The ignition is turned off, yet the engine continues to run.  What is happening??


You are experiencing a phenomenon known in the industry as afterrunning or dieseling.  Here is a definition of afterrunning:

Also known as dieseling. When a spark-ignited engine continues to run after the ignition has been turned off. There are two basic causes of afterrunning: surface and compression ignition. In surface ignition, the surfaces of the combustion chamber remain hot enough to provide a source of ignition after the spark ignition is terminated. In compression ignition, the conditions of temperature, pressure, fuel composition, and engine idle speed allow ignition to continue.
What it basically means is if the conditions are right and fuel is supplied to an engine it can continue to run with no source of ignition (spark plug spark).  The key here is "fuel is supplied".  Most of the time it is aided by a mis-adjusted carburetor.  Most carburetor idle control is performed by a solenoid which holds the throttle open at idle so that the engine doesn't stall.  It is the adjustment of this solenoid plunger that sets the idle speed.  When the key is turned off, the solenoid is deactivated allowing the throttle to close to shut off the flow of air and fuel into the intake manifold.  It closes to the "bottom stop" a screw which prevents the throttle plate from sticking in the throttle body.  A lot of time someone attempts to adjust the idle speed using the "bottom screw".  When this happens the deactivation of the solenoid has no effect on the throttle position.  The throttle remains partially open allowing fuel to enter the intake manifold and, given the right conditions of engine temperature, keep the engine running.  Hitting the throttle quickly allows a lot of air to rush into the intake manifold causing the mixture to become lean and the engine dies.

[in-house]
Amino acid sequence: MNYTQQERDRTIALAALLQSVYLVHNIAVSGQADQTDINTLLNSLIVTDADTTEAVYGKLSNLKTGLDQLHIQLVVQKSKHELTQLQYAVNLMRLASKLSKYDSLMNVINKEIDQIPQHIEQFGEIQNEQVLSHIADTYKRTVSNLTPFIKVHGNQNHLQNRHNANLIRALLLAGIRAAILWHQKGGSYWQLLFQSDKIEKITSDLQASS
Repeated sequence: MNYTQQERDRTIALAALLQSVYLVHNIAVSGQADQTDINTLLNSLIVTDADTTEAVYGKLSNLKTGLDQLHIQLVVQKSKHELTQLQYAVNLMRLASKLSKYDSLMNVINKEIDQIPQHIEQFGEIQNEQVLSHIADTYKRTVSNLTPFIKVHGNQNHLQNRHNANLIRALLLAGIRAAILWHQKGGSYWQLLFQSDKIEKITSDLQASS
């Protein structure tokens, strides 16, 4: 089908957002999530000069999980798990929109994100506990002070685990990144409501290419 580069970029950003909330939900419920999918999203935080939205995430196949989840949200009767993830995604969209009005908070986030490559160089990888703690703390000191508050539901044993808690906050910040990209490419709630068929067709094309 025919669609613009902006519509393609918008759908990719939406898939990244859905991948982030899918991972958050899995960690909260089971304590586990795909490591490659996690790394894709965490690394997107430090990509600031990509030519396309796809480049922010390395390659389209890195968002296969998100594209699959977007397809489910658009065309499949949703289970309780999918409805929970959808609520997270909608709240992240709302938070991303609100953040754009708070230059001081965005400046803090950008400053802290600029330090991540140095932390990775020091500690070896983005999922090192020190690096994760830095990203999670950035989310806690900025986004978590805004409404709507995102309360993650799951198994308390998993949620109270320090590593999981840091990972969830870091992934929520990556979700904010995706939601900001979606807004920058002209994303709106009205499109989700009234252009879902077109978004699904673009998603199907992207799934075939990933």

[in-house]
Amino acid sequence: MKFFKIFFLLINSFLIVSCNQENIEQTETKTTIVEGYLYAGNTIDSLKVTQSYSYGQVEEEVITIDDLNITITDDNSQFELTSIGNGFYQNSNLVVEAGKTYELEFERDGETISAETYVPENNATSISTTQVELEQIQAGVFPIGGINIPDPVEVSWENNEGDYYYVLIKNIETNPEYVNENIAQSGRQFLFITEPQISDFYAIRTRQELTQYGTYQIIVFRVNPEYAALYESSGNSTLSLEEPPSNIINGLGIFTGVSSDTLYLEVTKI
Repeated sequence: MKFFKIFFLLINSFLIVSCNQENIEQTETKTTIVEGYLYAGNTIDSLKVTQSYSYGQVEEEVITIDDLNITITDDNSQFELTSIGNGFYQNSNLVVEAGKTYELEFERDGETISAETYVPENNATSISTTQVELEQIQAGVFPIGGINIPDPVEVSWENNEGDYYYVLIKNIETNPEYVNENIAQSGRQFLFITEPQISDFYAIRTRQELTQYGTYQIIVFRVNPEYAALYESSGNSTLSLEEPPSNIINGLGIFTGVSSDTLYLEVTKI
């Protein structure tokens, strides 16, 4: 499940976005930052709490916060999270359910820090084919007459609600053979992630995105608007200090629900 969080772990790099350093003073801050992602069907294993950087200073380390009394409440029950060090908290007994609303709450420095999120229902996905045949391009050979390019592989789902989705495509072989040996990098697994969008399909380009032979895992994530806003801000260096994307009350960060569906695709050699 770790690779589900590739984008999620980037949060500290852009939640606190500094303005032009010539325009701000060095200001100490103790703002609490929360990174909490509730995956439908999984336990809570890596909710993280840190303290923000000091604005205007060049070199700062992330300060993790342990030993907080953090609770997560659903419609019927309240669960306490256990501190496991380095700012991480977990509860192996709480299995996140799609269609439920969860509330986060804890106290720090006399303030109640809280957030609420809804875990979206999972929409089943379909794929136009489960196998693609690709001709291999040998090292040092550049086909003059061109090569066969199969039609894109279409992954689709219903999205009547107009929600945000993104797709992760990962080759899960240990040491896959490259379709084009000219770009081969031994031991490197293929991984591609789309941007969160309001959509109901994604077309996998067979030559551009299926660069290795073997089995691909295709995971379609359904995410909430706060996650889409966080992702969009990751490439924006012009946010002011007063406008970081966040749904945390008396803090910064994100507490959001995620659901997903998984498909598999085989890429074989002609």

The fix for this problem is to adjust the idle speed correctly, using the solenoid and not the bottom screw.

Back to the index page (top level)

Copyright © 1996, 1997, 1998, 1999, 2000, 2001, 2002, 2003, 2004, 2005, 2006, 2007 by Bob Hewitt - All rights reserved